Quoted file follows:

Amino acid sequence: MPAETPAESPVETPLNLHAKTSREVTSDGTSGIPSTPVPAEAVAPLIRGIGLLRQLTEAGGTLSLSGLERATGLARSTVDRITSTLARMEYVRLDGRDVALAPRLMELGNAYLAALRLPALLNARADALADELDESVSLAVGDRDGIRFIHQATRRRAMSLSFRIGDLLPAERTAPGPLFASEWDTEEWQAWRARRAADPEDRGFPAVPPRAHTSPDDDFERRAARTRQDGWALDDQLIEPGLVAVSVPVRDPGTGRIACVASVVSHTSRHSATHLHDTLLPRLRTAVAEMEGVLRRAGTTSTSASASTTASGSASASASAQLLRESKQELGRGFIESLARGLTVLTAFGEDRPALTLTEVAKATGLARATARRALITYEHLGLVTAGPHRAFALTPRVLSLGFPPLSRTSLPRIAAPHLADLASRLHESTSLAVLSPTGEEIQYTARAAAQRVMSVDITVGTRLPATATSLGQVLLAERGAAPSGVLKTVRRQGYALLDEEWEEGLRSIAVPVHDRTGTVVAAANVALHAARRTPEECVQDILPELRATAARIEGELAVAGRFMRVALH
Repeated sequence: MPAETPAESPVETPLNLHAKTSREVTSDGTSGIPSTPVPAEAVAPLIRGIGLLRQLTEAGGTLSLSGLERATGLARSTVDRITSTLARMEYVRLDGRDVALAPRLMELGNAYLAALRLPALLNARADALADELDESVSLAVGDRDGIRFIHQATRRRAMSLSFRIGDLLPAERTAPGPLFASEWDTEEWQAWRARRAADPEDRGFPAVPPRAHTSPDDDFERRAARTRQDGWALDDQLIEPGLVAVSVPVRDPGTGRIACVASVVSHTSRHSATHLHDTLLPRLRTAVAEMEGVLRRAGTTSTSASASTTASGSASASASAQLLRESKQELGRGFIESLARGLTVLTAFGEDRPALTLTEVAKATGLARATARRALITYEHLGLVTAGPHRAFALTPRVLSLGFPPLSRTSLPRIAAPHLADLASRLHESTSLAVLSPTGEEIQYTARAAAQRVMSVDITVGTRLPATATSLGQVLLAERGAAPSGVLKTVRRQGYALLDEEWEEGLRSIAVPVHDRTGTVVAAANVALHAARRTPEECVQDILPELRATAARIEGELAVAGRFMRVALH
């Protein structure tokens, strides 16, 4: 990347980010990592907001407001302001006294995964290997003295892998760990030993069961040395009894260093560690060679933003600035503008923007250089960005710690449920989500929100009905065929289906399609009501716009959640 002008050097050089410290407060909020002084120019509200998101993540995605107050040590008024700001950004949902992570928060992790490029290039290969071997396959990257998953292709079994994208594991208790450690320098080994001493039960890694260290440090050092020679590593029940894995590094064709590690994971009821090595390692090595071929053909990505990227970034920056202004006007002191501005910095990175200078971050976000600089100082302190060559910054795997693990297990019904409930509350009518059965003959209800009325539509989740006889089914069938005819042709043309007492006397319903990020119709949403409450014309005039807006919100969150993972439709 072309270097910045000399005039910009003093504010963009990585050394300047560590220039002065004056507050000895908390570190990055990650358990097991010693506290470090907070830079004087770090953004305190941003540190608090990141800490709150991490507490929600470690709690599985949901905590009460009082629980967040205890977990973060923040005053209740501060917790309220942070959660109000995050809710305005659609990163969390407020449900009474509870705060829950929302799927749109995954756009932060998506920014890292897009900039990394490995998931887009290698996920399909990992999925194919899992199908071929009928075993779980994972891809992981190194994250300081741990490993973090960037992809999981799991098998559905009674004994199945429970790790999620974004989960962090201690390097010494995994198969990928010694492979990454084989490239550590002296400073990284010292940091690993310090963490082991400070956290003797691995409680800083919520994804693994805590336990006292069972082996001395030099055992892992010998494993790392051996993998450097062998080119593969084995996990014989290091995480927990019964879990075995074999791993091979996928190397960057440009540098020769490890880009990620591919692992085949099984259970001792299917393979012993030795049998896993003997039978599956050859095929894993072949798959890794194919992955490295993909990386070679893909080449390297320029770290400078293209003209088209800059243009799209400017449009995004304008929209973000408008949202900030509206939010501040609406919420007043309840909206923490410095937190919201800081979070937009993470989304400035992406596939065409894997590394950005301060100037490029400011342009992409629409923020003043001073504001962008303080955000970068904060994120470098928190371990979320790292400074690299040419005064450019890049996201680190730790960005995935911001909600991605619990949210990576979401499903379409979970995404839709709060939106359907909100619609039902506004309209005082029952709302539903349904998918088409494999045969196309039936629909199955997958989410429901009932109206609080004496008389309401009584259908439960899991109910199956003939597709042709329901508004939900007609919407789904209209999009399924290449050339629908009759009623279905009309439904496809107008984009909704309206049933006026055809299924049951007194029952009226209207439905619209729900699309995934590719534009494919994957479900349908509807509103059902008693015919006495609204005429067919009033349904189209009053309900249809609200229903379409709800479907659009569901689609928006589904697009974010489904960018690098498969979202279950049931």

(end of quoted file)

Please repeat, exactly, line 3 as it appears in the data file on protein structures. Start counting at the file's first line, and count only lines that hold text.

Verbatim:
């Protein structure tokens, strides 16, 4: 990347980010990592907001407001302001006294995964290997003295892998760990030993069961040395009894260093560690060679933003600035503008923007250089960005710690449920989500929100009905065929289906399609009501716009959640 002008050097050089410290407060909020002084120019509200998101993540995605107050040590008024700001950004949902992570928060992790490029290039290969071997396959990257998953292709079994994208594991208790450690320098080994001493039960890694260290440090050092020679590593029940894995590094064709590690994971009821090595390692090595071929053909990505990227970034920056202004006007002191501005910095990175200078971050976000600089100082302190060559910054795997693990297990019904409930509350009518059965003959209800009325539509989740006889089914069938005819042709043309007492006397319903990020119709949403409450014309005039807006919100969150993972439709 072309270097910045000399005039910009003093504010963009990585050394300047560590220039002065004056507050000895908390570190990055990650358990097991010693506290470090907070830079004087770090953004305190941003540190608090990141800490709150991490507490929600470690709690599985949901905590009460009082629980967040205890977990973060923040005053209740501060917790309220942070959660109000995050809710305005659609990163969390407020449900009474509870705060829950929302799927749109995954756009932060998506920014890292897009900039990394490995998931887009290698996920399909990992999925194919899992199908071929009928075993779980994972891809992981190194994250300081741990490993973090960037992809999981799991098998559905009674004994199945429970790790999620974004989960962090201690390097010494995994198969990928010694492979990454084989490239550590002296400073990284010292940091690993310090963490082991400070956290003797691995409680800083919520994804693994805590336990006292069972082996001395030099055992892992010998494993790392051996993998450097062998080119593969084995996990014989290091995480927990019964879990075995074999791993091979996928190397960057440009540098020769490890880009990620591919692992085949099984259970001792299917393979012993030795049998896993003997039978599956050859095929894993072949798959890794194919992955490295993909990386070679893909080449390297320029770290400078293209003209088209800059243009799209400017449009995004304008929209973000408008949202900030509206939010501040609406919420007043309840909206923490410095937190919201800081979070937009993470989304400035992406596939065409894997590394950005301060100037490029400011342009992409629409923020003043001073504001962008303080955000970068904060994120470098928190371990979320790292400074690299040419005064450019890049996201680190730790960005995935911001909600991605619990949210990576979401499903379409979970995404839709709060939106359907909100619609039902506004309209005082029952709302539903349904998918088409494999045969196309039936629909199955997958989410429901009932109206609080004496008389309401009584259908439960899991109910199956003939597709042709329901508004939900007609919407789904209209999009399924290449050339629908009759009623279905009309439904496809107008984009909704309206049933006026055809299924049951007194029952009226209207439905619209729900699309995934590719534009494919994957479900349908509807509103059902008693015919006495609204005429067919009033349904189209009053309900249809609200229903379409709800479907659009569901689609928006589904697009974010489904960018690098498969979202279950049931």